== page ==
Arguably the most interesting and unique feature the Pi7 S2 has is its “wireless audio retransmission technology”. Essentially, the case (or “Smartcase” as the brand refers to it) acts as an audio streaming device in instances where you are unable to connect to an audio source directly. A practical example of where this would be incredibly helpful is on an airplane: to use your wireless earbuds on the in-flight entertainment system, you would simply plug the Smartcase into it using the supplied USB-C to 3.5mm audio cable, and listen as it wireless transmits the sound to your earbuds. This is a feature shared by none of the other earbuds on this list – and one that has actually spawned a sub-industry with brands like Twelve South creating dongles that even Apple sells on its own site – making these earbuds worth considering, especially if you travel a lot.

Nothing Ear (2) (£129 GBP)

Nothing released its hi-fi audio capable Ear (2) buds earlier this year on the back of over 600,000 sales of 2021’s Ear (1). These figures are at once both impressive while being completely irrelevant when compared to Apple’s $94.8 billion USD recent quarterly revenue, but, for a small tech company from London, the signs point to growth and global expansion (as evident with the brand’s upcoming Phone (2) launch in the U.S.).

Ear (2) is a beautifully designed and affordable piece of kit. The earbuds sound better than they cost, pack 36 hours of total playback time (with case), and support high-resolution audio streaming. Both the adaptive noise-cancellation and transparency modes provide a decent experience, though not quite as polished as some of the pricier options here. This is made up for through the Nothing X app – available for both iOS and Android – which allows for high levels of sound profile customisation.

Ironically, amidst all the hype surround the brand, Nothing really is about what’s on the inside – transparency is not just for aesthetics and CEO Carl Pei has amassed a following on YouTube through his honest review of competitor products. Watch him compare the Ear (2) and AirPods Pro 2 here.

Currently, Ear (2) is only available in white, but rumors abound of a black version coming soon. Watch this space.

Sennheiser MOMENTUM True Wireless 3 (£229 GBP)

German engineering is rarely rivaled and Sennheiser’s audio products are amongst the most respected by music professionals. The brand is known for its studio and DJ monitoring and reference headphones, but with its MOMENTUM True Wireless range now on its third iteration it has found a generation of new fans.

Founded in 1945, Sennheiser is still a privately owned family company. The MOMENTUM True Wireless 3 packs close to eight decades of audio knowledge into a small, lightweight, but powerful package. The roundness of the previous version has been replaced by a more squared-off look, with a newly added option to fit ear fins for extra comfort. And these are very comfortable earbuds, so much so it’s easy to forget you’re wearing them. The feeling of pressure that some earbuds can cause (with AirPods Pro being a major offender) is not noticeable here.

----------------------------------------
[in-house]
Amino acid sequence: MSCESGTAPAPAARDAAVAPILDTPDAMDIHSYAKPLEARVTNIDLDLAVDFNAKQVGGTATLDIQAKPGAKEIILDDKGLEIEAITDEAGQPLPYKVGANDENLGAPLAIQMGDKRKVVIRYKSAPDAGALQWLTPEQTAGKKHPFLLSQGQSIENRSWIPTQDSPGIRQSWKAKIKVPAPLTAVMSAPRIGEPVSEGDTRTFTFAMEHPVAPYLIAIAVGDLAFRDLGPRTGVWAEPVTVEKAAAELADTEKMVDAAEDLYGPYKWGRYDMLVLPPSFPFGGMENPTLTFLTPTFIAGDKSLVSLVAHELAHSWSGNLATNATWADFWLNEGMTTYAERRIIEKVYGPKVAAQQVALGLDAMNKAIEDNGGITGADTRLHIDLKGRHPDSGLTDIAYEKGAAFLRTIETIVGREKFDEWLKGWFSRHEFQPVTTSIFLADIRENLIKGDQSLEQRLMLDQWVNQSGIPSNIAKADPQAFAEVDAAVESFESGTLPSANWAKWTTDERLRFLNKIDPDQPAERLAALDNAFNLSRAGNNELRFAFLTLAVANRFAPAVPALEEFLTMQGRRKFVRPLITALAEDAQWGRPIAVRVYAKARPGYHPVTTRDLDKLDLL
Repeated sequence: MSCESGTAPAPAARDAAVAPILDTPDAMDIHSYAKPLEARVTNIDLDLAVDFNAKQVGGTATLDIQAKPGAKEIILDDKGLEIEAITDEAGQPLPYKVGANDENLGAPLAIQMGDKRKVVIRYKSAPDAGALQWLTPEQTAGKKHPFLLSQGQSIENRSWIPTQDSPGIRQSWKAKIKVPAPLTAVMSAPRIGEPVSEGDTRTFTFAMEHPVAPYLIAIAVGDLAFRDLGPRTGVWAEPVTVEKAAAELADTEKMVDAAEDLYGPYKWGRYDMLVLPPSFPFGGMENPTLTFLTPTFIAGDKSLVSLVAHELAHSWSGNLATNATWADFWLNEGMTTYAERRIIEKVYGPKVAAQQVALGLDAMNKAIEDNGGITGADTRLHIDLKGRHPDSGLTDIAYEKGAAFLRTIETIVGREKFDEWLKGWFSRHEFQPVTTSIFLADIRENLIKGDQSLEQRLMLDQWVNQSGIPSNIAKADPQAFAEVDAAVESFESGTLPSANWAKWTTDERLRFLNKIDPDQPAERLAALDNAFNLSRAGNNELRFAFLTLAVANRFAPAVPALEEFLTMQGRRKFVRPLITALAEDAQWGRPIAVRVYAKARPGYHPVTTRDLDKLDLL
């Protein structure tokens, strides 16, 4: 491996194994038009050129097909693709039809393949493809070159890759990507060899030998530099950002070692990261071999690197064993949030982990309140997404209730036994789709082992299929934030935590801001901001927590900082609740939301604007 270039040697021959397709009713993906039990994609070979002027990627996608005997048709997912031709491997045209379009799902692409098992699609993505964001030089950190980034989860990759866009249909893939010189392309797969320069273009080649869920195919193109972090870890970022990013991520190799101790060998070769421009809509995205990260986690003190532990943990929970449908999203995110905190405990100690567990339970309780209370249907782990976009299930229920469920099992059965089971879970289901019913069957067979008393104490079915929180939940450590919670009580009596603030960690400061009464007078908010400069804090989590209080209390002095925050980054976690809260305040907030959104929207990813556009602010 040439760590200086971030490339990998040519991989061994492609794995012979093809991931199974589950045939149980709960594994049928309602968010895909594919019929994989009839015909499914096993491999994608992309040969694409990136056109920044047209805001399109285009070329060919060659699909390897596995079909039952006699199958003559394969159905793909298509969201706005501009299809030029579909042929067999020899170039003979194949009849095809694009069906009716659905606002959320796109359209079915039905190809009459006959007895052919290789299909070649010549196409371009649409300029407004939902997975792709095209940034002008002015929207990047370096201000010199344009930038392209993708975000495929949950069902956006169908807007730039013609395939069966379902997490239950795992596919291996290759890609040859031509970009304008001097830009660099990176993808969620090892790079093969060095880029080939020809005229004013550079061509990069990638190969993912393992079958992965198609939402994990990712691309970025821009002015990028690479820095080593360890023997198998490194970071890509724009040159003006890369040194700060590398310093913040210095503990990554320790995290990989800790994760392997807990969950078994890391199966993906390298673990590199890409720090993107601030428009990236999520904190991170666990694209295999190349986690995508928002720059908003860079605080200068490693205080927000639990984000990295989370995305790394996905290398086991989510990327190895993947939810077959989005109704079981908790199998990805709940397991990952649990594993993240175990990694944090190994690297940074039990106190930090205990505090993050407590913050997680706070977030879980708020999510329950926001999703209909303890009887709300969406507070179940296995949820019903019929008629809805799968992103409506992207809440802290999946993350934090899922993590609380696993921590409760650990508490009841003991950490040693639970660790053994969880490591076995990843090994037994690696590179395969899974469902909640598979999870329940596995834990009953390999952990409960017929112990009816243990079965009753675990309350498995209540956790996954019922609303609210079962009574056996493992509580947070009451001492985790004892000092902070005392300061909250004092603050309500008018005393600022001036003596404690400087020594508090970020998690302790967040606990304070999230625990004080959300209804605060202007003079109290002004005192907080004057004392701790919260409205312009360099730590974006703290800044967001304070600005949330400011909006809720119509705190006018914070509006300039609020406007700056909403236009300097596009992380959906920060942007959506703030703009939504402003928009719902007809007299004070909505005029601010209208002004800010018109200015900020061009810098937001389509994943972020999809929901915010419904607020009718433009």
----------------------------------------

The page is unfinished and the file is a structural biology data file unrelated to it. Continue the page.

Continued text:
Sennheiser’s Smart Control app allows for a degree of sound customisation. Instead of an EQ, which some users may find confusing, the app takes you through a series of sound checks before asking you to choose between ‘A’, ‘B’ or ‘C’. This then becomes then your preferred sound profile.

Like the others on this list, the MOMENTUM True Wireless 3 earbuds include active noise-cancellation and are a solid choice for users looking for a simple, high-performing option.

Sony WF-1000XM4 (£199 GBP)

No roundup would be complete without Sony’s award-winning WF-1000XM4 earbuds.

Released in June 2021, the Sony WF-1000XM4 is starting to look and feel dated compared to some of the other models out there. But, testament to just how good they are, these earbuds are remain challengers in their category. So, why is that? Above all else is sound – the Sony’s deliver truly exceptional sound with a clarity and level of detail unmatched by many. You may find you hear parts of a song that you never noticed before; the earbuds confidently reproduce music with an expressiveness that has kept them at the top of bestsellers lists for the two years since they launched.

Android users are in luck as the buds can utilise ‘Fast Pair’ for easy connectivity. The ability to connect the buds simultaneously to multiple devices, while not available on launch, was remedied through a firmware update early in 2023 – this is a largely underrated feature that not all of the earbuds on this list have, but good news for those who want to be connected to two audio sources at the same time (such as your phone and PS5).

Sony’s flagship wireless earbuds are due an update and the WF-1000XM5 are rumored to release this year, but they still comfortably rival each of the others on this list for both sound quality and overall performance.

If you missed our overhead wireless headphones roundup earlier this year, check it out now.